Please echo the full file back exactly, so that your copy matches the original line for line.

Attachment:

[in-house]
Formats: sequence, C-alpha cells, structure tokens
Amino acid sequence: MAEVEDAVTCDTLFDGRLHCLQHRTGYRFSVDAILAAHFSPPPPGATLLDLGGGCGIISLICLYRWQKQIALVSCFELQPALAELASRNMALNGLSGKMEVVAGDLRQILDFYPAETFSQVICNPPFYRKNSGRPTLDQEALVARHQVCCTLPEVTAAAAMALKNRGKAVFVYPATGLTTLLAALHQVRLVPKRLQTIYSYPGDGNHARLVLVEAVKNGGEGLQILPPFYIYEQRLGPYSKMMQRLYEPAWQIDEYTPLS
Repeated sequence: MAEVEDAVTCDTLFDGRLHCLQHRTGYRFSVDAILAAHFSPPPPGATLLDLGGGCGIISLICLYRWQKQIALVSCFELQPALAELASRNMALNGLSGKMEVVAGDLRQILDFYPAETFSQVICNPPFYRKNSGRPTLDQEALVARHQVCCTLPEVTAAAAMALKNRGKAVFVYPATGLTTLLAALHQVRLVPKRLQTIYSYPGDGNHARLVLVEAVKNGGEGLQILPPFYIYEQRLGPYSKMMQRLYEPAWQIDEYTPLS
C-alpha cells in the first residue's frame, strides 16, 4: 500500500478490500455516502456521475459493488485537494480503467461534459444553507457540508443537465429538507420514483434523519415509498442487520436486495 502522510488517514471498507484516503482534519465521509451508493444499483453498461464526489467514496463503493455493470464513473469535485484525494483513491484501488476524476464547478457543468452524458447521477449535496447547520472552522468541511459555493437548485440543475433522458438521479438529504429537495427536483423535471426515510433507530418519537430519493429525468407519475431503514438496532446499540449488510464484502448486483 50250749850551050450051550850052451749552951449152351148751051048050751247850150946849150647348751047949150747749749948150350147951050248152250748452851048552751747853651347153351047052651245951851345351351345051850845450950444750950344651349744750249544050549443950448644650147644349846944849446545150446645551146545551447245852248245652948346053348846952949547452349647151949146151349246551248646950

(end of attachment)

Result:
[in-house]
Formats: sequence, C-alpha cells, structure tokens
Amino acid sequence: MAEVEDAVTCDTLFDGRLHCLQHRTGYRFSVDAILAAHFSPPPPGATLLDLGGGCGIISLICLYRWQKQIALVSCFELQPALAELASRNMALNGLSGKMEVVAGDLRQILDFYPAETFSQVICNPPFYRKNSGRPTLDQEALVARHQVCCTLPEVTAAAAMALKNRGKAVFVYPATGLTTLLAALHQVRLVPKRLQTIYSYPGDGNHARLVLVEAVKNGGEGLQILPPFYIYEQRLGPYSKMMQRLYEPAWQIDEYTPLS
Repeated sequence: MAEVEDAVTCDTLFDGRLHCLQHRTGYRFSVDAILAAHFSPPPPGATLLDLGGGCGIISLICLYRWQKQIALVSCFELQPALAELASRNMALNGLSGKMEVVAGDLRQILDFYPAETFSQVICNPPFYRKNSGRPTLDQEALVARHQVCCTLPEVTAAAAMALKNRGKAVFVYPATGLTTLLAALHQVRLVPKRLQTIYSYPGDGNHARLVLVEAVKNGGEGLQILPPFYIYEQRLGPYSKMMQRLYEPAWQIDEYTPLS
C-alpha cells in the first residue's frame, strides 16, 4: 500500500478490500455516502456521475459493488485537494480503467461534459444553507457540508443537465429538507420514483434523519415509498442487520436486495 502522510488517514471498507484516503482534519465521509451508493444499483453498461464526489467514496463503493455493470464513473469535485484525494483513491484501488476524476464547478457543468452524458447521477449535496447547520472552522468541511459555493437548485440543475433522458438521479438529504429537495427536483423535471426515510433507530418519537430519493429525468407519475431503514438496532446499540449488510464484502448486483 50250749850551050450051550850052451749552951449152351148751051048050751247850150946849150647348751047949150747749749948150350147951050248152250748452851048552751747853651347153351047052651245951851345351351345051850845450950444750950344651349744750249544050549443950448644650147644349846944849446545150446645551146545551447245852248245652948346053348846952949547452349647151949146151349246551248646950